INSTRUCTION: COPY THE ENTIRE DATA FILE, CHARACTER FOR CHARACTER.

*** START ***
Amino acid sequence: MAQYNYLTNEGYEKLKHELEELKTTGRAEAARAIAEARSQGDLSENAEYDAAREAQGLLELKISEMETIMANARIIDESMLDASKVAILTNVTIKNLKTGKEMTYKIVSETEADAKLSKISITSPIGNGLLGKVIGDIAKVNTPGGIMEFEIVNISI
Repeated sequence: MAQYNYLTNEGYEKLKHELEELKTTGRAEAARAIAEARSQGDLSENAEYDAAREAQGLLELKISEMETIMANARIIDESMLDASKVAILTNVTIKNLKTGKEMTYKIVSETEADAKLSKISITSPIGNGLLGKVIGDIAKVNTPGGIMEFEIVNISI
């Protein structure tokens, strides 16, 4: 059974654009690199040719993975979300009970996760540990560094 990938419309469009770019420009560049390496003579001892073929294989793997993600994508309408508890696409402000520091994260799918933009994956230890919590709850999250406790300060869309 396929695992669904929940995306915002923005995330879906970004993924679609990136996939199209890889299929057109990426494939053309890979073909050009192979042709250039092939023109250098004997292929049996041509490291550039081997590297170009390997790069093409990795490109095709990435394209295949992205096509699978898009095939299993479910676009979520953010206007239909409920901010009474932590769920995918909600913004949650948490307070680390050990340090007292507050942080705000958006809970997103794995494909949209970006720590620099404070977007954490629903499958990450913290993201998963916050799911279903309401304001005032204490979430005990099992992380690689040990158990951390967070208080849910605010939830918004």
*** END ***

Amino acid sequence: MAQYNYLTNEGYEKLKHELEELKTTGRAEAARAIAEARSQGDLSENAEYDAAREAQGLLELKISEMETIMANARIIDESMLDASKVAILTNVTIKNLKTGKEMTYKIVSETEADAKLSKISITSPIGNGLLGKVIGDIAKVNTPGGIMEFEIVNISI
Repeated sequence: MAQYNYLTNEGYEKLKHELEELKTTGRAEAARAIAEARSQGDLSENAEYDAAREAQGLLELKISEMETIMANARIIDESMLDASKVAILTNVTIKNLKTGKEMTYKIVSETEADAKLSKISITSPIGNGLLGKVIGDIAKVNTPGGIMEFEIVNISI
């Protein structure tokens, strides 16, 4: 059974654009690199040719993975979300009970996760540990560094 990938419309469009770019420009560049390496003579001892073929294989793997993600994508309408508890696409402000520091994260799918933009994956230890919590709850999250406790300060869309 396929695992669904929940995306915002923005995330879906970004993924679609990136996939199209890889299929057109990426494939053309890979073909050009192979042709250039092939023109250098004997292929049996041509490291550039081997590297170009390997790069093409990795490109095709990435394209295949992205096509699978898009095939299993479910676009979520953010206007239909409920901010009474932590769920995918909600913004949650948490307070680390050990340090007292507050942080705000958006809970997103794995494909949209970006720590620099404070977007954490629903499958990450913290993201998963916050799911279903309401304001005032204490979430005990099992992380690689040990158990951390967070208080849910605010939830918004």